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Iraqi Government Assumes Responsibility for All ‘Sons of Iraq’

By Adam Weinstein
Special to American Forces Press Service

BAGHDAD, April 2, 2009 – The “Sons of Iraq” civilian security group marked a major milestone when coalition forces completed the final transfer of the volunteers to Iraqi control.

Yesterday, the Iraqi government officially took responsibility for all of the nation’s Sons of Iraq when coalition forces passed command of Salahuddin province’s roughly 10,000 members to the Iraqi army -- the final group to be transferred. That event will be marked by an official ceremony today.

“Working with the Iraqi government, we are taking a population that was separate, integrating them into the new Iraq, and providing hope through a transition into meaningful employment,” Army Col. Jeffrey Kulmayer, chief of reconciliation for Multinational Corps Iraq, said. “With the transfer of [Sons of Iraq] to Iraqi control completed, we are now focusing on the transition of SOI to jobs.”

The Sons of Iraq -- credited with helping to reduce violent attacks and terrorist influence across the country -- started in 2006 out of the grassroots movement known as Sahwah, or “The Awakening.” Concerned local citizens rallied together in their neighborhoods to counter violent acts by terrorists and insurgents.

In 2007, volunteers partnered with coalition forces to defeat common enemies like al-Qaida in Iraq. Security conditions improved greatly and Prime Minister Nouri al-Maliki approved a plan for the national government to take control of the Sons of Iraq, pay them, and transition them into meaningful, long-term jobs.

“Everyone in the government understands the importance of the Sons of Iraq and their sacrifices for the good of the nation,” said Zuhair al-Chalibi, a representative of the Iraqi government’s Implementation and Follow-Up Committee for National Reconciliation, which oversees the volunteers’ transfer and transition to Iraqi control.

The government will continue to support the “vital project and give it the attention it deserves,” he said.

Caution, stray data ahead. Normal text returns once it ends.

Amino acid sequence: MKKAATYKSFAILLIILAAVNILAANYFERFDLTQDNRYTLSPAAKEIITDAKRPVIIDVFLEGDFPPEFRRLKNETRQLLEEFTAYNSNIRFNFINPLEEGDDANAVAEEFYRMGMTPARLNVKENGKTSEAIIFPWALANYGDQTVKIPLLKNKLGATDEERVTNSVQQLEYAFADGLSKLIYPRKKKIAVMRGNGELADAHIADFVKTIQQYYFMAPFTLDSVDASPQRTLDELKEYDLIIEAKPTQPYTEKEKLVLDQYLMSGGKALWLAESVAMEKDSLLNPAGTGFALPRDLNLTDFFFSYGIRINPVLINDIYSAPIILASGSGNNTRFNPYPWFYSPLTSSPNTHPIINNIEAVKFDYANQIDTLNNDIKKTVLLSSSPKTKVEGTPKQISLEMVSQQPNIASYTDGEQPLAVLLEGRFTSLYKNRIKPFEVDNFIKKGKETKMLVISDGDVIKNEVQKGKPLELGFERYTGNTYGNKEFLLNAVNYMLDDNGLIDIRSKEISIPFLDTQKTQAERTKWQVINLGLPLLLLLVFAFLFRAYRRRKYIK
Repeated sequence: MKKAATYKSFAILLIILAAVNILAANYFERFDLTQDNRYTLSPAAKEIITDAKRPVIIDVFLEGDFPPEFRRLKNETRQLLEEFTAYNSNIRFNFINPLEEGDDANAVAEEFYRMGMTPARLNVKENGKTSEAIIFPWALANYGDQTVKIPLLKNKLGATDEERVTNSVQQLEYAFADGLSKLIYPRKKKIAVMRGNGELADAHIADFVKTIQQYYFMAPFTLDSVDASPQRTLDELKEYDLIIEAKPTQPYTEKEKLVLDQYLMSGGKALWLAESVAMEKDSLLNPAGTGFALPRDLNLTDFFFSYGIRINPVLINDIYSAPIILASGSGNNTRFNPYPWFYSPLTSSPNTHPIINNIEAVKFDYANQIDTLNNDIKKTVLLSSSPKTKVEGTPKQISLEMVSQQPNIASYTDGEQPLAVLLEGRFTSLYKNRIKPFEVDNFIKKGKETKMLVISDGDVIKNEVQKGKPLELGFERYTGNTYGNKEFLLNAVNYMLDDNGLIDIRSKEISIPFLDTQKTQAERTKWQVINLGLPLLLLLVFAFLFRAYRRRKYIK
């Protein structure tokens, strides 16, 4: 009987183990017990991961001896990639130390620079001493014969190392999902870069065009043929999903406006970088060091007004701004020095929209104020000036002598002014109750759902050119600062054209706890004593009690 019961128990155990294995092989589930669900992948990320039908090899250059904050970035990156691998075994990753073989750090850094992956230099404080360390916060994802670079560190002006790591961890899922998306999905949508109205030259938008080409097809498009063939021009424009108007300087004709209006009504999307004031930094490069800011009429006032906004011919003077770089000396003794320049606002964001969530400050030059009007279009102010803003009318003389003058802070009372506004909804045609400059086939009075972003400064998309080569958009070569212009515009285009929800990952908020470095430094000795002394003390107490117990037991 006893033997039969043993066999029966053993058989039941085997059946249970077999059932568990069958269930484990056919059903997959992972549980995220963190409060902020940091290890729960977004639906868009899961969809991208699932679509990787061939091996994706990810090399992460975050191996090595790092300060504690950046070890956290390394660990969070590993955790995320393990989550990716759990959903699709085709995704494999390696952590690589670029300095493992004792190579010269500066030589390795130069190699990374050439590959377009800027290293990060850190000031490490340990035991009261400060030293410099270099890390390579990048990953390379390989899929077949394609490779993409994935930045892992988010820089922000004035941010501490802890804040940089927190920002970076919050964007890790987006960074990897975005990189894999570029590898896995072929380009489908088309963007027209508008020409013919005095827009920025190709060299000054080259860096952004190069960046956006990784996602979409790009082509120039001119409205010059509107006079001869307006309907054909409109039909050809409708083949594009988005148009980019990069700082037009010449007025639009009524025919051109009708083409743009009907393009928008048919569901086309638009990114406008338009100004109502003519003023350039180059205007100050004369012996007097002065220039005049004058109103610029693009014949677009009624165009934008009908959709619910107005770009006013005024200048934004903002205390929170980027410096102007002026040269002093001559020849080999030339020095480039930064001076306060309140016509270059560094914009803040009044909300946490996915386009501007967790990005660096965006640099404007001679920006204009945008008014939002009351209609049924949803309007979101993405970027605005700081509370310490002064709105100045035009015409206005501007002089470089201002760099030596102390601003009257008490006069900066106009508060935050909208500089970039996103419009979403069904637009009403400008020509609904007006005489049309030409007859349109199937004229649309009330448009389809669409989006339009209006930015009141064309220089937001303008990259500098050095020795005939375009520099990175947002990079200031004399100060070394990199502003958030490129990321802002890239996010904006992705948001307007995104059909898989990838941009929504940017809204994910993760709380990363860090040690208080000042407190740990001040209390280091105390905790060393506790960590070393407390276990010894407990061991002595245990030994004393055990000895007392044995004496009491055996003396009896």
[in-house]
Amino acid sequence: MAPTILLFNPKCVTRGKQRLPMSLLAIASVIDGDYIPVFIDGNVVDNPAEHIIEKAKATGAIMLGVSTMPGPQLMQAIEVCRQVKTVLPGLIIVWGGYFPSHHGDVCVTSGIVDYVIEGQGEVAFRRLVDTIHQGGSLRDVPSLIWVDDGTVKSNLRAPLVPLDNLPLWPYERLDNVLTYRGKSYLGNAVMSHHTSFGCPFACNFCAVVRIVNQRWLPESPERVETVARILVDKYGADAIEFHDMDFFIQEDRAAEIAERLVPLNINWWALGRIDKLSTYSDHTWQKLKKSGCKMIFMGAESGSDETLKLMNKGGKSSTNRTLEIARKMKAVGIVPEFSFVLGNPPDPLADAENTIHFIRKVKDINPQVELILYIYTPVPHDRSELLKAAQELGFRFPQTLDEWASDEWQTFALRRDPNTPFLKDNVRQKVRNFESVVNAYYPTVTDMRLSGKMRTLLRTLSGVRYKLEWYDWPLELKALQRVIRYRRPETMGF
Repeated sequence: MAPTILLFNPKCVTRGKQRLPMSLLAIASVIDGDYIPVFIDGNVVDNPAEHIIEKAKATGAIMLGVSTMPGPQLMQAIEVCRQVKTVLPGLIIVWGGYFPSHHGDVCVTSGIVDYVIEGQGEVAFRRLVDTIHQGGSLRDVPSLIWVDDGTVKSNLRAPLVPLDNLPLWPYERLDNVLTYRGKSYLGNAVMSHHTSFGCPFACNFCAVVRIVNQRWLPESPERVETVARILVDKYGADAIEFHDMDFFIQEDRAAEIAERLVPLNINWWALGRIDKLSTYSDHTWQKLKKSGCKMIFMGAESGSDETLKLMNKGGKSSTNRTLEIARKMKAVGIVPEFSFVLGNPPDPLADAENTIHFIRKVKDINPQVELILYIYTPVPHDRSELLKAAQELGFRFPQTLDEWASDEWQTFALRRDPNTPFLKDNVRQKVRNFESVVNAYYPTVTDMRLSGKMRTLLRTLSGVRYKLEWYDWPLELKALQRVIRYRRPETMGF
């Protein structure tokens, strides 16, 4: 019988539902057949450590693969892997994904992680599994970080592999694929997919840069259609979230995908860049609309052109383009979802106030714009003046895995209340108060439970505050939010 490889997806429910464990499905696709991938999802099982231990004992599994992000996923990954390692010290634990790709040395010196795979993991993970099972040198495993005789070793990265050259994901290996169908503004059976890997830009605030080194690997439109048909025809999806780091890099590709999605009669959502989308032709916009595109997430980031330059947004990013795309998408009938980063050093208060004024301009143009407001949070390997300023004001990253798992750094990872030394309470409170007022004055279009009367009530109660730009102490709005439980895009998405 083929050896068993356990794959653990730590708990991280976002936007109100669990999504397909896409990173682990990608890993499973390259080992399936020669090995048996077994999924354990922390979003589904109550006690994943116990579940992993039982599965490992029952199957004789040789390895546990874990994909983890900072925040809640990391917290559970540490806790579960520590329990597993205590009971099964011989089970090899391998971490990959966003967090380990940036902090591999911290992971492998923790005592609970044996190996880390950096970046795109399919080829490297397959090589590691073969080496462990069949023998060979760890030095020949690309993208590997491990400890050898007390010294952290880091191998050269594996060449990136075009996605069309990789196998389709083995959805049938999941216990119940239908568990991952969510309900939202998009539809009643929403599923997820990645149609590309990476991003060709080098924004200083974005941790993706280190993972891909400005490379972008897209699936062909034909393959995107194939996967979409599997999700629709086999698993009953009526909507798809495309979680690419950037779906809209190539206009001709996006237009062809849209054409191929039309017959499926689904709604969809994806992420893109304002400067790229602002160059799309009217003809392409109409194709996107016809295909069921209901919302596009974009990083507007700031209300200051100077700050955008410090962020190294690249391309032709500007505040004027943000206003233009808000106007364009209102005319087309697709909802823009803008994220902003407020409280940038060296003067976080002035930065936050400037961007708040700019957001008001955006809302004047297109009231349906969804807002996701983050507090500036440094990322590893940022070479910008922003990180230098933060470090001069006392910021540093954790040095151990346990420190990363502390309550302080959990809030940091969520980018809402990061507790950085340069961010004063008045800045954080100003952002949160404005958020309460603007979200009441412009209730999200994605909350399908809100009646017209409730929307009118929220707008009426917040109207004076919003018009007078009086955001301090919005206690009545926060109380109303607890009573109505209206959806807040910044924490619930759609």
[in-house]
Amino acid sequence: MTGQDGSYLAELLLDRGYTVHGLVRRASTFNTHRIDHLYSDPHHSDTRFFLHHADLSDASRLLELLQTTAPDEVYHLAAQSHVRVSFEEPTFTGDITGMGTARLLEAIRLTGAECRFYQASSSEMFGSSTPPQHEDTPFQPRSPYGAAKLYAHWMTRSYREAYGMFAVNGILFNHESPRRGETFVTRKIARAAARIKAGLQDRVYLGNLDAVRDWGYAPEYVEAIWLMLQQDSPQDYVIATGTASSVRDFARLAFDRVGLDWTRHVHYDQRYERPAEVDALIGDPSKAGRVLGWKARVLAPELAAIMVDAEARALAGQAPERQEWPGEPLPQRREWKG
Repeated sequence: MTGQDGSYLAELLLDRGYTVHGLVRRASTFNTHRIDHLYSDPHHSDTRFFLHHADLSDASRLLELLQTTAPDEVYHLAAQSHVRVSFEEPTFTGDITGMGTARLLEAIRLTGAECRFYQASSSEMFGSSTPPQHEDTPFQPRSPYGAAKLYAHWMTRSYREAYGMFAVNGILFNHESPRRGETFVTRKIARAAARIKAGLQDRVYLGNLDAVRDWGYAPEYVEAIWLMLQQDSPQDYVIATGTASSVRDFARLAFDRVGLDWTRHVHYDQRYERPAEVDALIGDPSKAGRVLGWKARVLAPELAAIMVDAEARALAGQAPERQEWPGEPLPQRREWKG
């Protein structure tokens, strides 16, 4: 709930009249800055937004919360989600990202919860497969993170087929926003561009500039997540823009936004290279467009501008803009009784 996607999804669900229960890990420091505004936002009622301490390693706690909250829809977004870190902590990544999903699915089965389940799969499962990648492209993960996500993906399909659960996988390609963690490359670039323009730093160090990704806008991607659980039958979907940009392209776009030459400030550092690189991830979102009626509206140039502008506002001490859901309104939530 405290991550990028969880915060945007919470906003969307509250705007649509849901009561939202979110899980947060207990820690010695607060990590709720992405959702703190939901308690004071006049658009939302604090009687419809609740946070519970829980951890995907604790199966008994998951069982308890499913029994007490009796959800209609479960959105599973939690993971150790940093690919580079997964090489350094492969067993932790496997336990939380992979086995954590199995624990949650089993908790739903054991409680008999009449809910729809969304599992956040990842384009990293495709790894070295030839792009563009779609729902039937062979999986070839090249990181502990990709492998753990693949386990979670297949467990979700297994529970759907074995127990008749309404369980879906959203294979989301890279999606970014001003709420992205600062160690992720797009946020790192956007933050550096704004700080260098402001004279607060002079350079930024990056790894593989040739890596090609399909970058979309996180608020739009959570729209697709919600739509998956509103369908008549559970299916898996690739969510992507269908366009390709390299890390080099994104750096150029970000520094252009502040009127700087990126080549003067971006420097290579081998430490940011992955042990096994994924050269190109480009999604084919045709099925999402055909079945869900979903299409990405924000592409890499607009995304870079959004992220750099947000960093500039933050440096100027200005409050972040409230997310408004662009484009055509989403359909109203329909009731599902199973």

Along with the transition, the Iraqi government also was working to resolve a delay-in-pay issue for Sons of Iraq members.

The payment delay resulted from changes to the 2009 budget, which inadvertently left out funding for Sons of Iraq salaries, Kulmayer said.

Once the Council of Ministers realized what had happened, they quickly passed a resolution to delegate the Interior Ministry to pay the salaries from the ministry’s budget until a resolution on the required allocation of funds is reached in the Council of Representatives, Iraq’s main parliamentary body, Kulmayer explained.

Iraqi army paymasters responsible for disbursing the funds to Sons of Iraq members will be ready to give them out starting today, Kulmayer said.

The payment resolution was a priority for government and coalition authorities who have focused on the Sons of Iraq program as “the leading edge of reconciliation in Iraq,” Kulmayer said.

Chalibi said the government is working to prevent future delays in the payment process for the Sons of Iraq. “This has to be successful,” he said. “This is a national reconciliation.”

On the successful transfer and pay resolution, “These are big wins, and they affirm the government of Iraq’s commitment to the Sons of Iraq,” Kulmayer said.

(Adam Weinstein serves with the Multinational Corps Iraq public affairs office.)

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